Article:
It is surely undeniable that bats have qualia. But bats, unlike people, cannot describe their qualia. And furthermore, we are enough dissimilar to a bat (e.g. we have no sense that is analogous to a bat’s sonar) that even if somehow we were presented with a description of a bat’s qualia, it seems unlikely that we could imagine ourselves into a bat’s experience. A more fundamental approach is necessary.

Before describing this fundamental approach, it may be useful to elaborate upon the normal process of imagining what another person’s qualia are like. Let’s take a simple example, like someone explaining what a meal you did not have tasted like. She might describe the tastes and compare it to other foods that you have recently eaten. You might close your eyes to eliminate competing physical sensations and then direct yourself to imagine the food. Somehow, your conscious effort might allow you to reconstruct and imagine (albeit faintly and inadequately) the relevant gastronomic qualia. At the time of this writing, we do not have anything like a complete physical description for how this process happens. But does anyone seriously doubt that it is at root a physical process? The sounds of the words hit the eardrum and are converted into signals that are processed (somehow) by the brain; the conscious faculty decides (somehow) to imagine the physical sensations conveyed by the signals; the brain (somehow) simulates the physical sensations and (somehow) conjoins those sensations to its understanding of the words, etc. Even though we cannot now provide any sort of adequate physical description of the entire process, do we have any reason to doubt that it is entirely a physical process? And furthermore, do we have any reason to believe that such a description is inherently impossible? I believe the answer to both of these questions is no.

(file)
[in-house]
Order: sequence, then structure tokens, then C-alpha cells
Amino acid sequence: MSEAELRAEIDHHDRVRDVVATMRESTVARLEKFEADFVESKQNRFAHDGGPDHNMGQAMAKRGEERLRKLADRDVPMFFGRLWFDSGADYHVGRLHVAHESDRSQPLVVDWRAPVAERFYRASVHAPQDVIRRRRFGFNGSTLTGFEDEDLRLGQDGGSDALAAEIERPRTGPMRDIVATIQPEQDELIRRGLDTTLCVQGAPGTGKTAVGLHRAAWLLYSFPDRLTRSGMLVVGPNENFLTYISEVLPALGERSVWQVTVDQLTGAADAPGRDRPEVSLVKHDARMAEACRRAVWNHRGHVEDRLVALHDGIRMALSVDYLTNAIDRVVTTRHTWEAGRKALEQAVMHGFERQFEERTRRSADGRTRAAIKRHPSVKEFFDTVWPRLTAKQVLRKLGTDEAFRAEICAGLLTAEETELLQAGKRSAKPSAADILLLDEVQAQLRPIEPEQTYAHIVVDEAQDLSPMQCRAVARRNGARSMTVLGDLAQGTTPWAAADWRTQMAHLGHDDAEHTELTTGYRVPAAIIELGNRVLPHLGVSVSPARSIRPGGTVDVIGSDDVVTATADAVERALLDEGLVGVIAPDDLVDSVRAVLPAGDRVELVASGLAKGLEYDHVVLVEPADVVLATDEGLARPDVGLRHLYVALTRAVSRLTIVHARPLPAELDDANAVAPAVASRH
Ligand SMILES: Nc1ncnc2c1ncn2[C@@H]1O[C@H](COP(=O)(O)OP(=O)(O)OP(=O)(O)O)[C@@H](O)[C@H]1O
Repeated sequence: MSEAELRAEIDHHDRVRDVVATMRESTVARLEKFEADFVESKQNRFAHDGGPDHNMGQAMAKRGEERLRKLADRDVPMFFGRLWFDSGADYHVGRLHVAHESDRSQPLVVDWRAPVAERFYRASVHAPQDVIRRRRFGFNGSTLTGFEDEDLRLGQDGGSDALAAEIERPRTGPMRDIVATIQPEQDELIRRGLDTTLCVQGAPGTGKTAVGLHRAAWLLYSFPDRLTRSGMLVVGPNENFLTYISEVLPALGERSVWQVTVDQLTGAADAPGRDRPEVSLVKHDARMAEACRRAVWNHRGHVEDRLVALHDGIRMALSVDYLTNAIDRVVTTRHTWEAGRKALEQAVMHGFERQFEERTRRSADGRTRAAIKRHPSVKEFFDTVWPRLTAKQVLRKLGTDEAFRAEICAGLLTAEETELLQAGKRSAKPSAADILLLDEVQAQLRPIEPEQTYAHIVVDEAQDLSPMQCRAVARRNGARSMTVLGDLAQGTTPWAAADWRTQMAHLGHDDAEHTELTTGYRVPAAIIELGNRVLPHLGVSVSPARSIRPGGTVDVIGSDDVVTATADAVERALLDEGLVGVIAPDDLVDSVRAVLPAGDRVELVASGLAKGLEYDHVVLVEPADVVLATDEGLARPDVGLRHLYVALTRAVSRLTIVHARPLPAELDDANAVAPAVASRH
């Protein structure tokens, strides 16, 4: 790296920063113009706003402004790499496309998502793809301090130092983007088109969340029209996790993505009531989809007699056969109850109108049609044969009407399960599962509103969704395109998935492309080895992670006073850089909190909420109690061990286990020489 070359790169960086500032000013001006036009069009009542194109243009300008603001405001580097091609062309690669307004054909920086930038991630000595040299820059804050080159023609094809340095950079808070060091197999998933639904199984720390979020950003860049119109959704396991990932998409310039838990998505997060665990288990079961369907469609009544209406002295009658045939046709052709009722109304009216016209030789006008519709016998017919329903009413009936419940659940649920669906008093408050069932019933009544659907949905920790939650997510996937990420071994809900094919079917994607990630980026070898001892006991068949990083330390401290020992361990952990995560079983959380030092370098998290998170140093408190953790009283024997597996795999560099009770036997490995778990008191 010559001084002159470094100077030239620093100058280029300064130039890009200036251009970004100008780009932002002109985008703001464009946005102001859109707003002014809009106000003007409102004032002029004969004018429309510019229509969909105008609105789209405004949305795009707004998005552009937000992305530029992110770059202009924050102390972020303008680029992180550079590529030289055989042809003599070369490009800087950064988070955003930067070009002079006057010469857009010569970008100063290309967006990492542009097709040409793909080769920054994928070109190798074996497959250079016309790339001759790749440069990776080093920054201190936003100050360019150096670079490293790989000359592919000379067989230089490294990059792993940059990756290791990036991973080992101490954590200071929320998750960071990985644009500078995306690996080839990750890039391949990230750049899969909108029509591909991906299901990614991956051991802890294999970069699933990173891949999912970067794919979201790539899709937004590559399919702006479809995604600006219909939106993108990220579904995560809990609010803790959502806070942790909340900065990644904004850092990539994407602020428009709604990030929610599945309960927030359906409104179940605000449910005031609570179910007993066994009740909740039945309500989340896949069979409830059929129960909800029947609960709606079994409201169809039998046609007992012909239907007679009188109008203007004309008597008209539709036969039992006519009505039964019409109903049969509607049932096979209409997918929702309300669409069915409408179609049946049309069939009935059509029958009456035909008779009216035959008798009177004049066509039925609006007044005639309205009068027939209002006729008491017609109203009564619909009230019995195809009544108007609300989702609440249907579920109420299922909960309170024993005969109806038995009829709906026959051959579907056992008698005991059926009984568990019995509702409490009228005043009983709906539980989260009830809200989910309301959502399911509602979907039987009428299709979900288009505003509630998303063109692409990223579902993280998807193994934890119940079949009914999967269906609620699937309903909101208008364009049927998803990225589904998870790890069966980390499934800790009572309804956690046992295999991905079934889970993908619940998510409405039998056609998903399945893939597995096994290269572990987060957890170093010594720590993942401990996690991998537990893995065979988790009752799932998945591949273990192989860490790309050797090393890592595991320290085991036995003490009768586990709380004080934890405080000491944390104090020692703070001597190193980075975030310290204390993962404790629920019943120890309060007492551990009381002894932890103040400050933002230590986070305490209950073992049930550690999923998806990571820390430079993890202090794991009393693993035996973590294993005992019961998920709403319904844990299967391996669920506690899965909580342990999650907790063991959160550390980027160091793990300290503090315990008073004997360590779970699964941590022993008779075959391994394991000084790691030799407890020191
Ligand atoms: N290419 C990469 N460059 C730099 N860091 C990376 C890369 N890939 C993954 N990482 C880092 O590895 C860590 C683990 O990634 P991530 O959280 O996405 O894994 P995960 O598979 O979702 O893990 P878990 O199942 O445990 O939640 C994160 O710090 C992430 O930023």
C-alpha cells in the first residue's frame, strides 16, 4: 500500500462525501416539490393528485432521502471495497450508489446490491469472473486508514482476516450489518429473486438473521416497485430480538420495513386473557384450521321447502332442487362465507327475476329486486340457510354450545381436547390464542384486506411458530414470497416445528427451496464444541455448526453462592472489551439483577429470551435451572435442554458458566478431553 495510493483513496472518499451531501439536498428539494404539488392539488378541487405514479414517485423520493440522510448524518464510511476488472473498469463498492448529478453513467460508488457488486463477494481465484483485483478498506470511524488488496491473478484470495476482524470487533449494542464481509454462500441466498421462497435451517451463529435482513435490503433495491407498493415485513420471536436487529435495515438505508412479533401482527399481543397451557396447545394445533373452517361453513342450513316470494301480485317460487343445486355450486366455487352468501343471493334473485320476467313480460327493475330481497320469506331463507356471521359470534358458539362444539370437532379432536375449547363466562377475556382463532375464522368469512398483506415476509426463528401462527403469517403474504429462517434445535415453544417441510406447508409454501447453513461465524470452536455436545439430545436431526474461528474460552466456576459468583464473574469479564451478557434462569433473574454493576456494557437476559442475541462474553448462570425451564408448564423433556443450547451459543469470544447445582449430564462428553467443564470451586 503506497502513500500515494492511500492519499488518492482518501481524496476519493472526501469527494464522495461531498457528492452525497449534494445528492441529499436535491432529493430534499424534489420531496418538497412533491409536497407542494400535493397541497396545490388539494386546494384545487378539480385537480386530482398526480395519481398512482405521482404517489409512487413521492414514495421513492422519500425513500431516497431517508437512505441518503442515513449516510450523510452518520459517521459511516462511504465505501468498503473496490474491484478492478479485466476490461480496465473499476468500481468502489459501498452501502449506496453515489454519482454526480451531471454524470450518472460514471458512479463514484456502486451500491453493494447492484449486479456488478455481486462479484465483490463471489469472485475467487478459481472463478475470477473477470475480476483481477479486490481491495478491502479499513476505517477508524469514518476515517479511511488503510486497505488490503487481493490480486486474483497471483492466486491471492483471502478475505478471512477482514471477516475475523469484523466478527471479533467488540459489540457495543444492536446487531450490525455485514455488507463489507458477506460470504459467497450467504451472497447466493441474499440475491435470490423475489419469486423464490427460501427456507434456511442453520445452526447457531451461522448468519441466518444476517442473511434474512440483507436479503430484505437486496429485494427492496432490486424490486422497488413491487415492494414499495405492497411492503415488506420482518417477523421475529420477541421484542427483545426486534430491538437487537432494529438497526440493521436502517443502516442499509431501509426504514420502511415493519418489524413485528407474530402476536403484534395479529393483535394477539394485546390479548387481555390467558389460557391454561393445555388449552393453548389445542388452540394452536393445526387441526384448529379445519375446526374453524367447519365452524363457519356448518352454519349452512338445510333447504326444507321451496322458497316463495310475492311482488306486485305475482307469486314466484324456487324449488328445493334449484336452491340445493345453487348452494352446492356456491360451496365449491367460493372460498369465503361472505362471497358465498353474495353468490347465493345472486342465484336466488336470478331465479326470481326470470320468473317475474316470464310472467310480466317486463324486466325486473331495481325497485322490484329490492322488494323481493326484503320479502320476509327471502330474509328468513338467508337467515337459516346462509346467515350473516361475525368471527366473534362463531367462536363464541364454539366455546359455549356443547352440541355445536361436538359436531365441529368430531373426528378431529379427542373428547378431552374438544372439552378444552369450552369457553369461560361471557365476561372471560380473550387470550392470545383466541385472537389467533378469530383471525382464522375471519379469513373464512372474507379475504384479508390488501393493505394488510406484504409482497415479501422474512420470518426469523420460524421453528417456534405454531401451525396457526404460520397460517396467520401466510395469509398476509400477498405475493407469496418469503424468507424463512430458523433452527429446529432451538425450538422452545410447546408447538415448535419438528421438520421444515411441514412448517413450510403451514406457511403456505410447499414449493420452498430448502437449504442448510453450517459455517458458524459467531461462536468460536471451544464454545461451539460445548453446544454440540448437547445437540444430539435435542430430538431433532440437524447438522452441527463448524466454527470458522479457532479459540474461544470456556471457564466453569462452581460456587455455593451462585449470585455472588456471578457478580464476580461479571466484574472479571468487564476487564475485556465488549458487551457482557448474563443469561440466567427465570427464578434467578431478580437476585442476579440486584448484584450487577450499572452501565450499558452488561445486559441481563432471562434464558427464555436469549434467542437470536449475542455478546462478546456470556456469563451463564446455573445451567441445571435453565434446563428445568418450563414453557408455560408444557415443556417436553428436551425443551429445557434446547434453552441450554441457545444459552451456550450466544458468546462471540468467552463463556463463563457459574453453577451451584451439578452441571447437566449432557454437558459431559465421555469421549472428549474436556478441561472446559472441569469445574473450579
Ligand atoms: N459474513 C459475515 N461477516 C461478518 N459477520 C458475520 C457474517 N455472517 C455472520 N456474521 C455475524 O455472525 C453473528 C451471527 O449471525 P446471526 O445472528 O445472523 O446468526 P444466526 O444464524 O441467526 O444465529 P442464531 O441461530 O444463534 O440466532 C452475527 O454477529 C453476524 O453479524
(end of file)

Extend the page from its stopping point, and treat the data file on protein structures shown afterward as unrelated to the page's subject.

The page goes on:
If I am right that the last two questions are correctly answered in the negative, then it follows that we could in principle replicate scientifically what normal, human empathy approximates interpersonally all the time. Furthermore, this replication could be applied far beyond the limits of human empathy, both in terms of scope (applying to bats as well as humans) and representativeness (going far beyond what our normal imagination is capable of). Of course, there might be some scientific reason why such laboratory replication turns out to be inherently impossible. You never know what you will learn until you try: nobody living before the twentieth century would have been likely to guess the inherent physical limitations of the speed of light and the uncertainty principle, for example. Perhaps some physical limitation applies to the replication of consciousness.

But the possibility of a physical limitation of our ability to replicate qualia is completely different from the philosophical claim that “every subjective phenomenon is essentially connected with a single point of view, and it seems inevitable that an objective, physical theory will abandon that point of view.” [Nagel, http://organizations.utep.edu/portals/1475/nagel_bat.pdf, page 2] I contend that this seeming inevitability stems simply from a lack of philosophical imagination.

So now let’s describe the fundamental approach that would result in a physical theory that would meet our needs.